Rechargeable Battery Recycling Corporation Releases New Data on Rising Use of Cordless Products and Consumers Willingness to Recycle
NEW YORK, April 22, 2002 – The Rechargeable Battery Recycling Corporation (RBRC), a non-profit dedicated to rechargeable battery recycling, released the results of a national survey that highlights America’s growing reliance on cordless electronic products and consumers recycling habits. The results were announced today in New York City in conjunction with RBRC’s “Battery Check Week” (April 22-28) – a national call-to-action that encourages consumers to check the rechargeable batteries that power their cordless products, and if they can no longer hold a charge, to recycle them.
The survey found that respondents use an average of five cordless products in their day-to-day lives. A similar study conducted in 1999 by RBRC found that on average, consumers owned and used an average of three cordless products.
“The rise in number of cordless products that are used everyday indicates that people are growing increasingly reliant on using rechargeable batteries to power their daily lives,” said Ralph Millard, executive vice president, RBRC. “Yet, many consumers still don’t realize just how many of these products are powered by rechargeable batteries which can, and should, be recycled.”
The list of cordless products powered by rechargeable batteries includes cordless and cellular phones, cordless power tools, laptop computers, electric toothbrushes, camcorders, handheld mini vacuums and remote controlled toys.
The survey also found that:
- 63% would recycle their rechargeable batteries when purchasing replacements at a retail store
- 58% would recycle their rechargeable batteries at their place of business
- 60% would recycle their rechargeable batteries with other recyclables through curbside collection programs
RBRC works with national retailers, businesses and community recycling programs to set up convenient drop-off facilities for used rechargeable batteries. National participating retailers include Best Buy, Circuit City, The Home Depot, RadioShack, Sears, Target and many more.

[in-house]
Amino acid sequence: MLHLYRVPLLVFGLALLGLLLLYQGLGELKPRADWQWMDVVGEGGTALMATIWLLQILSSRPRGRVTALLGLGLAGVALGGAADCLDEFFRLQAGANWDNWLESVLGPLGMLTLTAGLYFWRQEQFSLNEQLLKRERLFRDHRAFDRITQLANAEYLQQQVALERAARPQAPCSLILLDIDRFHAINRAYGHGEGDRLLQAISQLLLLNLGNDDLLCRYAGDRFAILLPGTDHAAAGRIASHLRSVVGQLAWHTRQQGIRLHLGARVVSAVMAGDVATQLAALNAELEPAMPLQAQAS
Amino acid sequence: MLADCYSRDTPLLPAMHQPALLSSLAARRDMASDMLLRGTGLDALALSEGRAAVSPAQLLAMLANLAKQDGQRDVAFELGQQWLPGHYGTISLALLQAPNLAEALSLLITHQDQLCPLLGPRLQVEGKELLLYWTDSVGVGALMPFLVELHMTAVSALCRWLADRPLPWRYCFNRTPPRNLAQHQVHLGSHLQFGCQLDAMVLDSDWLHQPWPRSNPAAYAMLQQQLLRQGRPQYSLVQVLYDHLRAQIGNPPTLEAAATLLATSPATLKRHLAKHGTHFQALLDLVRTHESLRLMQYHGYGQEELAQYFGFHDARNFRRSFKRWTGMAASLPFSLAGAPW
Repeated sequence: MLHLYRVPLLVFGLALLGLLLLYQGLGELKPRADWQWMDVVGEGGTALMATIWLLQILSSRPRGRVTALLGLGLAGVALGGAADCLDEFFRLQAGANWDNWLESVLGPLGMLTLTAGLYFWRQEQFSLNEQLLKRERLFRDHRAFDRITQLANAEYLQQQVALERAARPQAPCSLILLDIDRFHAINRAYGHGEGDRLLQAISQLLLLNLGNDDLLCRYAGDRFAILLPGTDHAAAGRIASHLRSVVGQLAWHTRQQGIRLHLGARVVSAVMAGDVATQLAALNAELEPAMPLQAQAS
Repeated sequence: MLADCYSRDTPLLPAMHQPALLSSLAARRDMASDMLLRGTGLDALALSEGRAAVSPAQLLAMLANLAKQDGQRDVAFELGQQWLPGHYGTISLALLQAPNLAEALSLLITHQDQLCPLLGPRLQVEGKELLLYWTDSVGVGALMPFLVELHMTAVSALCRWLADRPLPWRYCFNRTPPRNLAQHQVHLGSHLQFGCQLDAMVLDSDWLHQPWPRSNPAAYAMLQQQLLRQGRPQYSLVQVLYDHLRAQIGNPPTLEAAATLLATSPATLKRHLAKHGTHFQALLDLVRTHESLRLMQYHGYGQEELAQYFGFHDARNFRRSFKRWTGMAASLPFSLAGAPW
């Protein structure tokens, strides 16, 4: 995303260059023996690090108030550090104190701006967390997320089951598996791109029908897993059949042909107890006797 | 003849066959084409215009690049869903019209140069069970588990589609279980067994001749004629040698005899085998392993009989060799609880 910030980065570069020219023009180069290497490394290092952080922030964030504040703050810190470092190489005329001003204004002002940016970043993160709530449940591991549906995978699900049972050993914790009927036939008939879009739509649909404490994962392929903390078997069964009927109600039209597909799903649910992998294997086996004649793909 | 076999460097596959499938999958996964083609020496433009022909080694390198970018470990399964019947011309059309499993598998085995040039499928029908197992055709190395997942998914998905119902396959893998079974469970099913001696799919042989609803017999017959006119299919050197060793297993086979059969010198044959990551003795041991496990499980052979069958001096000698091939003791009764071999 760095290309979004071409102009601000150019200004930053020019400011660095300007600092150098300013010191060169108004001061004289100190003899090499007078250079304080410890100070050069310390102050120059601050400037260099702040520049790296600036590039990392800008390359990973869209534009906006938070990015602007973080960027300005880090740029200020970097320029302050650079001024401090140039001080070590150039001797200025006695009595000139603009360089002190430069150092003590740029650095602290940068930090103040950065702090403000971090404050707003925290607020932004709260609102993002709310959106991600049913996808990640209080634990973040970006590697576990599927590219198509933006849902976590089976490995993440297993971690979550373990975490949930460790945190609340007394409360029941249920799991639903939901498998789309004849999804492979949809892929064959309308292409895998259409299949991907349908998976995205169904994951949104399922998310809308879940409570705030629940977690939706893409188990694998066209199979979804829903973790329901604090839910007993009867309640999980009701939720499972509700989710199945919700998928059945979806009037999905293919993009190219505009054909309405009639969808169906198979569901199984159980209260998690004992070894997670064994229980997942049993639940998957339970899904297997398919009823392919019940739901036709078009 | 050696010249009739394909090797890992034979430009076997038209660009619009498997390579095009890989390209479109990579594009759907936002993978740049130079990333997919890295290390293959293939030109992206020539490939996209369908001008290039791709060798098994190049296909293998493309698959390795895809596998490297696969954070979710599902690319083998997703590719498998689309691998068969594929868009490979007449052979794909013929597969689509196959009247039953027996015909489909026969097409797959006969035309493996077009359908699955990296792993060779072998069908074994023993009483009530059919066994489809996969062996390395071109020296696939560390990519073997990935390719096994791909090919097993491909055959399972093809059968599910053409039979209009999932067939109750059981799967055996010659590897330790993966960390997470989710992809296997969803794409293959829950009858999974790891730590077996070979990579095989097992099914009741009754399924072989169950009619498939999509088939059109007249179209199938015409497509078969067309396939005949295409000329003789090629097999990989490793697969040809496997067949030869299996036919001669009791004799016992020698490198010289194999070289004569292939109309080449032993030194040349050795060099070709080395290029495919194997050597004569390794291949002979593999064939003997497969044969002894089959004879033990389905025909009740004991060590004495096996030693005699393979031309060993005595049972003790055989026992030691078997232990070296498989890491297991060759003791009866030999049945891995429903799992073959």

“The number of people willing to recycle when given the option indicates that people want to be doing more to help the environment,” Mr. Millard continued. “Battery Check Week is RBRC’s program to encourage consumers to take charge of their cordless lifestyle and be responsible users from purchasing a product through to the end of its life.”
To find nearby battery drop-off locations, consumers can simply log-on to www.rbrc.org or call 1-800-8-BATTERY, type in their zip code, and they are given a list of participating retailers and community collection programs.
Call2Recycle is the industry’s first and only product stewardship program for rechargeable batteries. The nonprofit program is administered by the Rechargeable Battery Recycling Corporation (RBRC), a public service organization dedicated to rechargeable battery recycling. There are more than 30,000 Call2Recycle drop-off locations throughout the U.S. and Canada. More than 175 manufacturers and marketers of portable rechargeable batteries and products show their commitment to conserve natural resources and prevent rechargeable batteries from entering the solid waste stream by funding the Call2Recycle program. In pursuit of its mission, Call2Recycle also collects old cellphones, which are either recycled or refurbished and resold when possible with a portion of the proceeds benefiting select charities. For more information, call 877-2-RECYCLE or visit test.us.call2recycle.org.